But 'what can a body do' is a different question, it isolates a set of capacities, and a set of instrumentalities or actions, and we are assemblages of those things, and I like this idea. It's not like there's an essence and it's not like there is an ideal morphology; what a body should look like... it's exactly not that question. Or, what a body should move like. One of things that I've found in looking at gender and even violence against sexual minorities or gender minorities... people whose gender presentation doesn't conform with standard ideals of femininity or masculanity is that very often comes down to how people walk, how they use their hips, what they do with their body parts, what they use their mouth for, what they use their anus for, or what they allow their anus to be used for.
ST: When in those in between moments, in between male and female, in between death and health, when do you still count as a human?
JB: My sense of what's at stake here is really rethinking the human as a site of interdependency. (...) do we or do we not live in a world in which we assist each other? Do we or do we not help each other with basic needs? And are basic needs there to be decided on as a social issue, and not just my personal, individual issue or your personal individual issue? So there's a challenge to individualism that happens at the moment in which you ask for some assistance with the coffee cup, and hopefully people will take it up and say yes, I too live in that world in which I understand that we need each other in order to address our basic needs, and I want to organize a social-political world on the basis of that recognition.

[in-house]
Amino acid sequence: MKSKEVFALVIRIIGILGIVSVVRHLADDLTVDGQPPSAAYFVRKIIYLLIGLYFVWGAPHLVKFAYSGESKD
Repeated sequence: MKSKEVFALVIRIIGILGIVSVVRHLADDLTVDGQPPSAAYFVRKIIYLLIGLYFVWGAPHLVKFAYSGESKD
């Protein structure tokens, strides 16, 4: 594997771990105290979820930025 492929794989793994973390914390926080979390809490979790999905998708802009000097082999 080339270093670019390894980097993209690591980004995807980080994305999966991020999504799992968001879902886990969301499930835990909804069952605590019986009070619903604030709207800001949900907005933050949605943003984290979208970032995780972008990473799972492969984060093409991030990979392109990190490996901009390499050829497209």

In her analysis of difference, M'charek cites the thought of Butler on materiality, where “identities and differences matter in both senses of the word” (309: Butler, 1993), and does so to argue for a relationality that is inclusive of science and technology as part of a view on a society with un-stable boundaries. This same social fabric that is highly influential on the constraints Sunaura points to that define disability seems like it should be at odds if not for Butler’s consideration that the diffracting patterns of a societal construction which blend and mash together as an embodied site of interdependency, a.k.a within a world of threads that connect our materiality and matter to that around us.
Then where difference is materialized in relation, and enacted in bodies, M'charek’s introduction of Bruno Latour’s concept “matters of concern” attempts to interrupt/segment/partition the process of taking differences as ‘matters of facts’, so that we can better determine what makes it possible to measure the means of our interdependency.
M'charek’s incorporation of Latour’s methodology of an “interested science” of experimentation as means to uncover matters of concern in representations of difference and interdependence could be useful, but only where the patterns of interference are utilized as a generative technique to realize gaps in the weave of our collective social fabric, so that we move beyond ridged delineations in our language and other symbols, in keeping with the non-stableness of boundaries so necessary to articulating and living a de-essentialization.
Butler, Judith. Bodies that Matter: On the Discursive Limits of ‘Sex’. London and New York: Routledge, 1993.